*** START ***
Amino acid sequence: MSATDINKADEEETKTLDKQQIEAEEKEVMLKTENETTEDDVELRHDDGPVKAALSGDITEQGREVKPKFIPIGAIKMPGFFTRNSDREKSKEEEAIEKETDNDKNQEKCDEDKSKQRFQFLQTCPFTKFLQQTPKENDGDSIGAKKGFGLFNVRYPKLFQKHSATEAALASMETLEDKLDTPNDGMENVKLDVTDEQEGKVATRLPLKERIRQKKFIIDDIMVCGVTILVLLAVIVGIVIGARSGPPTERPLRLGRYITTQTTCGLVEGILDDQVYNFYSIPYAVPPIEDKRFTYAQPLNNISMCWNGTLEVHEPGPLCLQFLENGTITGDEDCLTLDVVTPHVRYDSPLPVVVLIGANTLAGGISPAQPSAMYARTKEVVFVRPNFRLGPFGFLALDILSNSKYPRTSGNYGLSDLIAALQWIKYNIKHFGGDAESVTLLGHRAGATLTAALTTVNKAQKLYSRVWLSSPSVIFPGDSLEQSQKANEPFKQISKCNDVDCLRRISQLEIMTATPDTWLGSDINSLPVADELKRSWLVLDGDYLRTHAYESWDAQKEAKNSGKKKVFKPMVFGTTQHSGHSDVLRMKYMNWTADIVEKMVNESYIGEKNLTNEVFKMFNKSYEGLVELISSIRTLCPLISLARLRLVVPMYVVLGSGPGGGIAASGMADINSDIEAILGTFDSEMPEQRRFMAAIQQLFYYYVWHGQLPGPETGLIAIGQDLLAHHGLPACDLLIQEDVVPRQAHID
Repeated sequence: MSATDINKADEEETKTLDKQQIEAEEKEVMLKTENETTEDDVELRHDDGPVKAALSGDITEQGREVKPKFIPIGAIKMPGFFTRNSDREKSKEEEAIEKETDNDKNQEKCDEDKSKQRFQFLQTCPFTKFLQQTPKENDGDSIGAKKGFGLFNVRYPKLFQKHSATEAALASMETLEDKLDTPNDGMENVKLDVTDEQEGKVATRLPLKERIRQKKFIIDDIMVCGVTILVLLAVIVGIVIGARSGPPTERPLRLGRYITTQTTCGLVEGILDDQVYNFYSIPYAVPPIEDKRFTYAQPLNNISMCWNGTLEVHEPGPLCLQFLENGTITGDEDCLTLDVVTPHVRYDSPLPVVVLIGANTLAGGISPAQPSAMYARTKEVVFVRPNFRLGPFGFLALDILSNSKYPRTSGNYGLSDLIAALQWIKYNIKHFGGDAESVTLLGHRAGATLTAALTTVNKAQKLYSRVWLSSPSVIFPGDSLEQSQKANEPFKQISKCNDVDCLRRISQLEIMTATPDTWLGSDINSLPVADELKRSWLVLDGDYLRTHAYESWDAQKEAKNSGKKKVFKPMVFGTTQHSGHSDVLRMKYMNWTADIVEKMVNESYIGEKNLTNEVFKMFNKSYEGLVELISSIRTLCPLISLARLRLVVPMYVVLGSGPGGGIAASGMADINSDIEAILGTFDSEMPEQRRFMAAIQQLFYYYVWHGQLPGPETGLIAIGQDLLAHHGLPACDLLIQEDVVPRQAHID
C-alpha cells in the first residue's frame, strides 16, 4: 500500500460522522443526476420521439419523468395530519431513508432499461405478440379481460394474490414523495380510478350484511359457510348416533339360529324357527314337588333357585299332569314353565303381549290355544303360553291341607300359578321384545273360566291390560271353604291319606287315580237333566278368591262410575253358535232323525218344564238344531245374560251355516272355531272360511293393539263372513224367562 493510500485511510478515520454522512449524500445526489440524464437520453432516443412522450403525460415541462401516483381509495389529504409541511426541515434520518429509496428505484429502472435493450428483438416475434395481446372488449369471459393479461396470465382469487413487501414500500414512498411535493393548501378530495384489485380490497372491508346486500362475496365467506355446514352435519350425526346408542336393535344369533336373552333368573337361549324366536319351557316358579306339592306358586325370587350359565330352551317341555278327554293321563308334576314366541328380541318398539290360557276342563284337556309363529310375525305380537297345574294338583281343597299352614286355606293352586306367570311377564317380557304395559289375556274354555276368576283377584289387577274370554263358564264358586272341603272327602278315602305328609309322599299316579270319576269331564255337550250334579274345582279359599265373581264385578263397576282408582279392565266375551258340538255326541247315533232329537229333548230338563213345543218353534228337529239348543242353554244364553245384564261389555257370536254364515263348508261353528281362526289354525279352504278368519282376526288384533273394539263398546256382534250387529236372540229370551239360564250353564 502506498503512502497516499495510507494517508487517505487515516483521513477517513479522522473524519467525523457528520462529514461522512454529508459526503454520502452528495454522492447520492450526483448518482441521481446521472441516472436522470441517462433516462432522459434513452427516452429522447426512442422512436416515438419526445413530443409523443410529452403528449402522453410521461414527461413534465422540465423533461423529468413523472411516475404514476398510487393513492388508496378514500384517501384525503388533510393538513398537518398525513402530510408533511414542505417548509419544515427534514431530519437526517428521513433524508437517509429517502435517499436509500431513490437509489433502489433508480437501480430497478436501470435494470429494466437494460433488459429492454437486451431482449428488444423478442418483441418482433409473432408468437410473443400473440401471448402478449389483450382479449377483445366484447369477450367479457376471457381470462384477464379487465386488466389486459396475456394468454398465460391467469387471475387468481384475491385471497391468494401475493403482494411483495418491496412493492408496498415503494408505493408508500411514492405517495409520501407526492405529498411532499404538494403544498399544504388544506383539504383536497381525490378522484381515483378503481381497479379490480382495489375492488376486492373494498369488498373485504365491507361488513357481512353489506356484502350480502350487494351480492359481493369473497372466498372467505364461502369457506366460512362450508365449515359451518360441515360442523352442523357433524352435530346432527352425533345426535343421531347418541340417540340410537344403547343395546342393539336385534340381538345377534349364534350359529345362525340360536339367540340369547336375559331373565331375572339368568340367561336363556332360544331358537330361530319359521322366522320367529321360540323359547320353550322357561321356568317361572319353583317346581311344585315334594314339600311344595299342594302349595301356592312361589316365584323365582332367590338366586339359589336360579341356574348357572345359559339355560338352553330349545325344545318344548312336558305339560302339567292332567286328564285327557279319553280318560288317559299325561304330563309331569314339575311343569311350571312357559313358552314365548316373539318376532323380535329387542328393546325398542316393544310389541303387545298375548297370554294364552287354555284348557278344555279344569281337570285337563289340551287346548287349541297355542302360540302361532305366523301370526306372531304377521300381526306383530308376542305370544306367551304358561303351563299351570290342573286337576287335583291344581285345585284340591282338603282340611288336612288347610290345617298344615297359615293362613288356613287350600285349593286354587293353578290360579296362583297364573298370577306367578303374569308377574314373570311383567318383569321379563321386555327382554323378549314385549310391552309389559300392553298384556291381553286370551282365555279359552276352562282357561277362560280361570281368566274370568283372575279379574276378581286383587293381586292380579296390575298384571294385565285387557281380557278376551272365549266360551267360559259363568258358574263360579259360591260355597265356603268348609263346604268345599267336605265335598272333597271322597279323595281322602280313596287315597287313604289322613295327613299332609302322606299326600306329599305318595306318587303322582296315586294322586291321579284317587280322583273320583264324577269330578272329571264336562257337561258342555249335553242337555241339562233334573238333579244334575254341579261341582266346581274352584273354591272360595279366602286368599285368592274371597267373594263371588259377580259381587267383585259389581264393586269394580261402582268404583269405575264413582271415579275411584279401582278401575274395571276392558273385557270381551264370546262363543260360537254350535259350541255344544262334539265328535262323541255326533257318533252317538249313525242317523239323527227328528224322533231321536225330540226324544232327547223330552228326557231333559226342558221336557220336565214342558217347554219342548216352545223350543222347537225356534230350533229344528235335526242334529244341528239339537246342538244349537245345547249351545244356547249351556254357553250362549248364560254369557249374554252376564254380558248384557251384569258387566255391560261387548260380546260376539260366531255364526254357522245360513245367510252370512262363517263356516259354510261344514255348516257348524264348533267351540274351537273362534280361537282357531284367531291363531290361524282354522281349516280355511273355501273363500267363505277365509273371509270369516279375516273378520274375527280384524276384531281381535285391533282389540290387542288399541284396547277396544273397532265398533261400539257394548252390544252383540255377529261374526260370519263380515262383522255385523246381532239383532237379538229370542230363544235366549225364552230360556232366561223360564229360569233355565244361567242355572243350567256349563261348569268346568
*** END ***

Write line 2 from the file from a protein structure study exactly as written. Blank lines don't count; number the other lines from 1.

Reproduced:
Repeated sequence: MSATDINKADEEETKTLDKQQIEAEEKEVMLKTENETTEDDVELRHDDGPVKAALSGDITEQGREVKPKFIPIGAIKMPGFFTRNSDREKSKEEEAIEKETDNDKNQEKCDEDKSKQRFQFLQTCPFTKFLQQTPKENDGDSIGAKKGFGLFNVRYPKLFQKHSATEAALASMETLEDKLDTPNDGMENVKLDVTDEQEGKVATRLPLKERIRQKKFIIDDIMVCGVTILVLLAVIVGIVIGARSGPPTERPLRLGRYITTQTTCGLVEGILDDQVYNFYSIPYAVPPIEDKRFTYAQPLNNISMCWNGTLEVHEPGPLCLQFLENGTITGDEDCLTLDVVTPHVRYDSPLPVVVLIGANTLAGGISPAQPSAMYARTKEVVFVRPNFRLGPFGFLALDILSNSKYPRTSGNYGLSDLIAALQWIKYNIKHFGGDAESVTLLGHRAGATLTAALTTVNKAQKLYSRVWLSSPSVIFPGDSLEQSQKANEPFKQISKCNDVDCLRRISQLEIMTATPDTWLGSDINSLPVADELKRSWLVLDGDYLRTHAYESWDAQKEAKNSGKKKVFKPMVFGTTQHSGHSDVLRMKYMNWTADIVEKMVNESYIGEKNLTNEVFKMFNKSYEGLVELISSIRTLCPLISLARLRLVVPMYVVLGSGPGGGIAASGMADINSDIEAILGTFDSEMPEQRRFMAAIQQLFYYYVWHGQLPGPETGLIAIGQDLLAHHGLPACDLLIQEDVVPRQAHID